Kenneth Fearing is both the quintessential proletarian poet of the 1930’s and the author of suspense novels in the hard-boiled tradition. His novel The Big Clock enjoys the status of a genre classic. In both his poetry and fiction Fearing combines sardonic humor with his overpowering sense of the emptiness of twentieth century life. His appropriation of mass-cultural vocabulary foreshadows postmodern literary values.
Fearing was born in 1902 to middle-class parents. His father was a successful attorney in Chicago; his mother seems to have been a grim, humorless woman. Fearing became editor of the local high school newspaper–a position Ernest Hemingway had occupied in the same school. Fearing attended the University of Illinois for two years and then transferred to the University of Wisconsin, where soon after he won an award for an essay in literary criticism and where he briefly became editor-in-chief of the University’s Wisconsin Literary Magazine.
His poetry of the period, while ironic and sexually frank, shows a willingness to work within traditional forms. During this time he published a sonnet and a villanelle. Other poems echo the cadences and rhymes of Edward Arlington Robinson and Robert Frost.
In 1929 Fearing’s first collection of poems appeared. Unlike the earlier formal work, the poems in Angel Arms are the first expression of Fearing’s own poetic voice. “St. Agnes’ Eve” uses the language of a Hollywood-like film script to narrate the holdup of a cigar store by a small-time hood. (This poem first appeared in 1926, well before the gangster film had solidified into a genre, but Fearing placed “St. Agnes’ Eve” as the first poem in his subsequent collections as well, to emphasize the poem’s growing relevance as the century embraced film.) In “Green Light” Fearing uses the essential vocabulary of advertising to define the hunger of consumerism. In “Cultural Notes” the language of high-society dilettantes clangs against Marxist imbecilities and street bullyism. All three poems show Fearing’s characteristic method of appropriating mass-cultural styles and jargon, which are then used to undermine themselves. All three poems strike Fearing’s most pervasive theme: Modern life might almost be comic if it didn’t add up to such tragic emptiness.
Two more volumes of Fearing’s poetry appeared in the next decade: Poems in 1935 and Dead Reckoning: A Book of Poetry in 1938. Edward Dahlberg wrote an introduction to the former, in which he praised Fearing’s work as “evidence of the horrible mutilation of human dreams and nobleness under capitalism.” With that Fearing’s reputation as a proletarian, anticapitalist poet was established.
In 1939 Fearing’s first novel, The Hospital, appeared. Reviewers complained of the multiple narrators, but it is a characteristic of Fearing’s long fiction that a story is told cumulatively through the various viewpoints. The same complaint came in reviews of Dagger of the Mind and Clark Gifford’s Body, but critics had begun noticing that Fearing’s prose was lucid and that his variation on the suspense-novel genre was original and interesting. By this time, however, Fearing’s poetry was no longer faring as well with reviewers. Both Collected Poems and Afternoon of a Pawnbroker, and Other Poems received rather cool reviews, in which the poet’s talents were praised more than his poems.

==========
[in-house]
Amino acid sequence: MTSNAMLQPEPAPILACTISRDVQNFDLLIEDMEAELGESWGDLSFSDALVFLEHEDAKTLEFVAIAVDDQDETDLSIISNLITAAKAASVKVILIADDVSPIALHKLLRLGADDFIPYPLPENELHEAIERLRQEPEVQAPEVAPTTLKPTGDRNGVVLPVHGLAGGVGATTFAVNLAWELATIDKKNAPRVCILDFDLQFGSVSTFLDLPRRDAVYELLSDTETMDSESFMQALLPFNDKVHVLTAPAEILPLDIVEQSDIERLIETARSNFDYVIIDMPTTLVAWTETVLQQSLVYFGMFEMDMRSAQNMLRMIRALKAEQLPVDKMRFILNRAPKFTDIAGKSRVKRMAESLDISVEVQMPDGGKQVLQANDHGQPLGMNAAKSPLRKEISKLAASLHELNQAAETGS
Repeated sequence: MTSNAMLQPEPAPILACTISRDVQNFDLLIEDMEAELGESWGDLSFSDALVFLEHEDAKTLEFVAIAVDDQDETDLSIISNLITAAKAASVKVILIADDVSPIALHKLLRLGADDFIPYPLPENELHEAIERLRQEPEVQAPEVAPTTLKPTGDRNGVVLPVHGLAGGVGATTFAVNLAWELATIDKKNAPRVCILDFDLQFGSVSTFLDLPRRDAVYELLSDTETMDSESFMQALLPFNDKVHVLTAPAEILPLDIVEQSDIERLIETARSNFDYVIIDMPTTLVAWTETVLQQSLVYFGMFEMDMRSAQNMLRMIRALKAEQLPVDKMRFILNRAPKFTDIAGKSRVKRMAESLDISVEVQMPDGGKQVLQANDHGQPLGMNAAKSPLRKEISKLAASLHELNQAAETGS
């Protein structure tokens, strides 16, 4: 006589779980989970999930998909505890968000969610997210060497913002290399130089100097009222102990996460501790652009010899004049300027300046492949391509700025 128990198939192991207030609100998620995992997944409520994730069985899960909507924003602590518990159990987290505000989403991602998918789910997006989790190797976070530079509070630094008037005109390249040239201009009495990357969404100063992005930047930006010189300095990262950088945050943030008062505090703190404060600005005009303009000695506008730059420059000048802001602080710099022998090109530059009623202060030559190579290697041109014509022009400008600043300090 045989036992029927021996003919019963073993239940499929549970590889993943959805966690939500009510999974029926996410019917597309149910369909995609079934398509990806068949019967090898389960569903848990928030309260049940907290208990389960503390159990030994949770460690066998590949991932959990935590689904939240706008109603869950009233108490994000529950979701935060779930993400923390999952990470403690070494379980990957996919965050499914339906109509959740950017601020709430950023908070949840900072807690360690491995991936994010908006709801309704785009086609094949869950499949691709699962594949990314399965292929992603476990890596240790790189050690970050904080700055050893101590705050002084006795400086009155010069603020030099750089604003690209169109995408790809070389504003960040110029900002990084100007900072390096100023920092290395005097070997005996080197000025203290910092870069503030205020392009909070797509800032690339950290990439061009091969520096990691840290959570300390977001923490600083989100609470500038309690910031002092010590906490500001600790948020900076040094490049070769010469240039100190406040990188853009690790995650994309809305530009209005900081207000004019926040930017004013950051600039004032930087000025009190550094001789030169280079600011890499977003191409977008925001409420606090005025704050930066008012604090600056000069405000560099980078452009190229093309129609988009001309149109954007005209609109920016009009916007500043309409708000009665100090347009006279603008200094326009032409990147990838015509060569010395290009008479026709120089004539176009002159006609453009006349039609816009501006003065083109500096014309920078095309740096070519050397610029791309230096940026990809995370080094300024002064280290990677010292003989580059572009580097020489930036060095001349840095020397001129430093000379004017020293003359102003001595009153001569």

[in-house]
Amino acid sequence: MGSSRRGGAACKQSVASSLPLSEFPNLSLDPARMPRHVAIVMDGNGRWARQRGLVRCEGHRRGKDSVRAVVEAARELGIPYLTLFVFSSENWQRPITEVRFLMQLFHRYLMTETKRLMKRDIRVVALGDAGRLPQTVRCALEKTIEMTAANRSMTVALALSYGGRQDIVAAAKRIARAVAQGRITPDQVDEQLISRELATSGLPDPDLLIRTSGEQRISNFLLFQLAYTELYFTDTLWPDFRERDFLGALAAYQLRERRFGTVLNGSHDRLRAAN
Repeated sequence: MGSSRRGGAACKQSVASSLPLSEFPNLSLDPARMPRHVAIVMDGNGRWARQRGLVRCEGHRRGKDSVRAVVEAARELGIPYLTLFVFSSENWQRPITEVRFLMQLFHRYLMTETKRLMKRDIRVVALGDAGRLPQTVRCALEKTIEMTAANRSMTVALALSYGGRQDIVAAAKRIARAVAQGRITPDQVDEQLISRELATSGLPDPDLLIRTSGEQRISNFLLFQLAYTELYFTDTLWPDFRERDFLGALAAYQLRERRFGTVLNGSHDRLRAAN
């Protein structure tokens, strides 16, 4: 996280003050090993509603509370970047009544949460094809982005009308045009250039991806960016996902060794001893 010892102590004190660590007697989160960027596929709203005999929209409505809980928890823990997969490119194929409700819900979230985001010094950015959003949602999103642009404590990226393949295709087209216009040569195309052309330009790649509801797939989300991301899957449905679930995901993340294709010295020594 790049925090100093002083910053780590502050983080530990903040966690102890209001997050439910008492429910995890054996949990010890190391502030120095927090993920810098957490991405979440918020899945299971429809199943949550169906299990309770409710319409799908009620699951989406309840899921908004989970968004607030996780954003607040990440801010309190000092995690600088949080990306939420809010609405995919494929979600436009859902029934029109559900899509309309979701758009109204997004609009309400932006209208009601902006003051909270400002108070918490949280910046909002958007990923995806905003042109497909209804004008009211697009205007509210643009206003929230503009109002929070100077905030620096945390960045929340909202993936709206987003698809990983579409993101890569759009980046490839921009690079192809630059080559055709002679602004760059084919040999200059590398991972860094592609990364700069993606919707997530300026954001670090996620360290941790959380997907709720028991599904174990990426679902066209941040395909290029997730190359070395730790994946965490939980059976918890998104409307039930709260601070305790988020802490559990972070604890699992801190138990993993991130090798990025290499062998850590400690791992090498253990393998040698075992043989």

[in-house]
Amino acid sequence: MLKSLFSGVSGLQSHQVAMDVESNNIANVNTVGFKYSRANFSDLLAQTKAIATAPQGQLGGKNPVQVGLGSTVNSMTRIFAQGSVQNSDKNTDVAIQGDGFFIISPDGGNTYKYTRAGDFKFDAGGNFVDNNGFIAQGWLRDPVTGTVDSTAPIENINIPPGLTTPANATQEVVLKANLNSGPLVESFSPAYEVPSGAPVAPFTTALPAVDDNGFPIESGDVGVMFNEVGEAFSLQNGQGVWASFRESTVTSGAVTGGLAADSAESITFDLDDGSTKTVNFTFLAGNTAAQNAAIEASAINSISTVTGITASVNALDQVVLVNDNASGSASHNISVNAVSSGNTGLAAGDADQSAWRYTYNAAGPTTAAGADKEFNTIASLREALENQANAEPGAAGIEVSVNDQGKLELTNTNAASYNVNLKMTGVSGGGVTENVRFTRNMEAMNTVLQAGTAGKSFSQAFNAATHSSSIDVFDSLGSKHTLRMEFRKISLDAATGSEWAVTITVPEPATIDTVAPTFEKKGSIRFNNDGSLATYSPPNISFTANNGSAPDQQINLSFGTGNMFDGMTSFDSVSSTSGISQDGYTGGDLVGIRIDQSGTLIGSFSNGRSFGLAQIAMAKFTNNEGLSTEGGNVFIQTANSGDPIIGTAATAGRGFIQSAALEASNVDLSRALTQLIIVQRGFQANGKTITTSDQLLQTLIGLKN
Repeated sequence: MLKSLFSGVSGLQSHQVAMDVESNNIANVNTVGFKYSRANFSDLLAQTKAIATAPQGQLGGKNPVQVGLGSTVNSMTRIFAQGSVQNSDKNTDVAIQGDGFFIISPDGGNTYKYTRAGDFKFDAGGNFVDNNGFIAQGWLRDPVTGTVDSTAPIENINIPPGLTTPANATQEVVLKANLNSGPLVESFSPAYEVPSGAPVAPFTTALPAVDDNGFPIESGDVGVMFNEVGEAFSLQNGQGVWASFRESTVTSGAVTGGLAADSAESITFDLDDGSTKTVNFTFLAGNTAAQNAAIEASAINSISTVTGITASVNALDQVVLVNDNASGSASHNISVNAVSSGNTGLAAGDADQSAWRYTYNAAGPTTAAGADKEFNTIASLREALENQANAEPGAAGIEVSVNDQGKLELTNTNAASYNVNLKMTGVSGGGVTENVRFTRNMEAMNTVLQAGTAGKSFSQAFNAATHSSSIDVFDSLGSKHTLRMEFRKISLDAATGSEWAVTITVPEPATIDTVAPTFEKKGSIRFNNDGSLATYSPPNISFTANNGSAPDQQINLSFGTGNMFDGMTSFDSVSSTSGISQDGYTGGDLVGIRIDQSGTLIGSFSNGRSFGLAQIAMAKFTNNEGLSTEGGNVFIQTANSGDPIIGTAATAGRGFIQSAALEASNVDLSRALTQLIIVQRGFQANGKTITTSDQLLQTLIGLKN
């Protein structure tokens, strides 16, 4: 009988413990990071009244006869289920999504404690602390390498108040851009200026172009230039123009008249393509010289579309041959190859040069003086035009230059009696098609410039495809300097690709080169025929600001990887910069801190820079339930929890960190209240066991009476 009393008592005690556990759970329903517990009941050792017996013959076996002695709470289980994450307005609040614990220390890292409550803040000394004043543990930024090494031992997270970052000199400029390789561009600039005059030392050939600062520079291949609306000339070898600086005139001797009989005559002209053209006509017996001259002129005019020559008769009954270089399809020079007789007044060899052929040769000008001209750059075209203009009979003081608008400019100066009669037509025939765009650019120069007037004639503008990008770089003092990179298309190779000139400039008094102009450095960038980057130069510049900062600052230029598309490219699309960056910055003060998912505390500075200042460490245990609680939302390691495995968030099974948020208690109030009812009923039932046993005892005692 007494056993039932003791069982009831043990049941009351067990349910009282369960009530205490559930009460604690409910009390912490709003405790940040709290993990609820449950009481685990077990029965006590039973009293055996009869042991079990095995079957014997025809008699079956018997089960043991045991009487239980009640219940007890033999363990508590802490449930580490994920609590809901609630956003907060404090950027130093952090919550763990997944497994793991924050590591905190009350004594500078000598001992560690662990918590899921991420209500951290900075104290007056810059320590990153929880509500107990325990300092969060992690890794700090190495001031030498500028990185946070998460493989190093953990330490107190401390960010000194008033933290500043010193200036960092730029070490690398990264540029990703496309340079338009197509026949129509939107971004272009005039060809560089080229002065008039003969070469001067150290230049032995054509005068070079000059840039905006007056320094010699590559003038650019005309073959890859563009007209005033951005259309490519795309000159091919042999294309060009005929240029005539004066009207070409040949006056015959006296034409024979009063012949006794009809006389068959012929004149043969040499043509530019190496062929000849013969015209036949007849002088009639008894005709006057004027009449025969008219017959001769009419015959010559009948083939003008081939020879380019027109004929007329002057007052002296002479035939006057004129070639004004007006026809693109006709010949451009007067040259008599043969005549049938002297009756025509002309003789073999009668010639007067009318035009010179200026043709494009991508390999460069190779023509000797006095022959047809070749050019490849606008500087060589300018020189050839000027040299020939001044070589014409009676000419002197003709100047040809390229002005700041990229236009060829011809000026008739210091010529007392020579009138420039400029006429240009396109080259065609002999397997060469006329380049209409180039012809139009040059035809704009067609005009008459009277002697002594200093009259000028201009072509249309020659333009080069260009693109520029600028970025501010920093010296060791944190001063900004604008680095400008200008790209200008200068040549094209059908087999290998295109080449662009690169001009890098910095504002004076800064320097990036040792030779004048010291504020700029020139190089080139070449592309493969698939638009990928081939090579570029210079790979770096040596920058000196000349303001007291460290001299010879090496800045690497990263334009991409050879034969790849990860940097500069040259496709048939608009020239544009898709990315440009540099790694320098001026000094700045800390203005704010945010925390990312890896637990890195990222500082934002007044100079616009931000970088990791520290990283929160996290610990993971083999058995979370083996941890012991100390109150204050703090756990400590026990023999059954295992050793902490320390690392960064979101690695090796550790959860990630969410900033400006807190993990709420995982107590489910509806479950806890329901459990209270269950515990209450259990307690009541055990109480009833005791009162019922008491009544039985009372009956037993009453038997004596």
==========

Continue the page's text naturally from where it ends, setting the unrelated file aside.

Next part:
In 1946 Fearing published what has become generally considered to be his most important novel, The Big Clock. In this work Fearing limits his narrative perspectives to seven and creates a taut, highly original suspense novel. The story concerns a big-time publisher, Earl Janoth, who has murdered his girlfriend. He seems safe from retribution, with the exception of one possible witness. Using the resources of his publishing empire, he sets the police and one of his editors, George Stroud, on the scent of that witness, who is believed by everyone but Janoth to be the actual murderer.
The originality of plotting in The Big Clock has given it the status of a classic. Fearing’s hard-boiled prose and his clever observations of New York’s Third Avenue shops of the 1940’s give the book added ironies and charm. Two films of The Big Clock (one in 1948, starring Ray Milland and Charles Laughton, the other in 1987, No Way Out, which has a substantial change in setting and stars Kevin Costner and Gene Hackman) have helped increase Fearing’s reputation.
Fearing’s fiction peaked with The Big Clock, but there were other novels. He wrote John Barry in collaboration with Henry Bedford-Jones and Donald Friede, which was followed by Loneliest Girl in the World, The Generous Heart, and The Crozart Story, none of which received much attention, though the last warrants some recognition. It is a kind of postmodern compendium; it proceeds not merely with multiple narrators but also with telegrams, advertisements, news reports, and crime-magazine serial fictionalizing. The final books of poems to appear in Fearing’s lifetime, Stranger at Coney Island, and Other Poems and New and Selected Poems, were received coolly as well. Fearing died in 1961 of cancer.